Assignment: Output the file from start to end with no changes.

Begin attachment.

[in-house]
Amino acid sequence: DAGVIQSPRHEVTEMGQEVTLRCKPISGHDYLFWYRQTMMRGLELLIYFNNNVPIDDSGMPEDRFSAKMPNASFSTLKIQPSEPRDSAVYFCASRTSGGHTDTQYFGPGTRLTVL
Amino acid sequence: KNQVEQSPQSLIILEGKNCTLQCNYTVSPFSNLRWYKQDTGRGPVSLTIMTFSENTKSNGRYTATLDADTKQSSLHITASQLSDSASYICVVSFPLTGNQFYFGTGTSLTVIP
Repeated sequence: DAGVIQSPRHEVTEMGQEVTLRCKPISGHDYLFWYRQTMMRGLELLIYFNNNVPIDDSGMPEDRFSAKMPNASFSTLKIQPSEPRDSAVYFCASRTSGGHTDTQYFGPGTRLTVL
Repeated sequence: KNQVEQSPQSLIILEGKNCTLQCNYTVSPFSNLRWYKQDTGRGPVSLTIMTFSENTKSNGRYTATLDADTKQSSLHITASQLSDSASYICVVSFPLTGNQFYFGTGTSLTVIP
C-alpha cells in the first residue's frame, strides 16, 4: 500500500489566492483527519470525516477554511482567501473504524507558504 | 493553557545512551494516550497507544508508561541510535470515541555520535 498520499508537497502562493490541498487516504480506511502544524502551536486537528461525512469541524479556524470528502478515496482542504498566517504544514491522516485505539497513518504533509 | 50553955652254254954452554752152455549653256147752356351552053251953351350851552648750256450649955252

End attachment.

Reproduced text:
[in-house]
Amino acid sequence: DAGVIQSPRHEVTEMGQEVTLRCKPISGHDYLFWYRQTMMRGLELLIYFNNNVPIDDSGMPEDRFSAKMPNASFSTLKIQPSEPRDSAVYFCASRTSGGHTDTQYFGPGTRLTVL
Amino acid sequence: KNQVEQSPQSLIILEGKNCTLQCNYTVSPFSNLRWYKQDTGRGPVSLTIMTFSENTKSNGRYTATLDADTKQSSLHITASQLSDSASYICVVSFPLTGNQFYFGTGTSLTVIP
Repeated sequence: DAGVIQSPRHEVTEMGQEVTLRCKPISGHDYLFWYRQTMMRGLELLIYFNNNVPIDDSGMPEDRFSAKMPNASFSTLKIQPSEPRDSAVYFCASRTSGGHTDTQYFGPGTRLTVL
Repeated sequence: KNQVEQSPQSLIILEGKNCTLQCNYTVSPFSNLRWYKQDTGRGPVSLTIMTFSENTKSNGRYTATLDADTKQSSLHITASQLSDSASYICVVSFPLTGNQFYFGTGTSLTVIP
C-alpha cells in the first residue's frame, strides 16, 4: 500500500489566492483527519470525516477554511482567501473504524507558504 | 493553557545512551494516550497507544508508561541510535470515541555520535 498520499508537497502562493490541498487516504480506511502544524502551536486537528461525512469541524479556524470528502478515496482542504498566517504544514491522516485505539497513518504533509 | 50553955652254254954452554752152455549653256147752356351552053251953351350851552648750256450649955252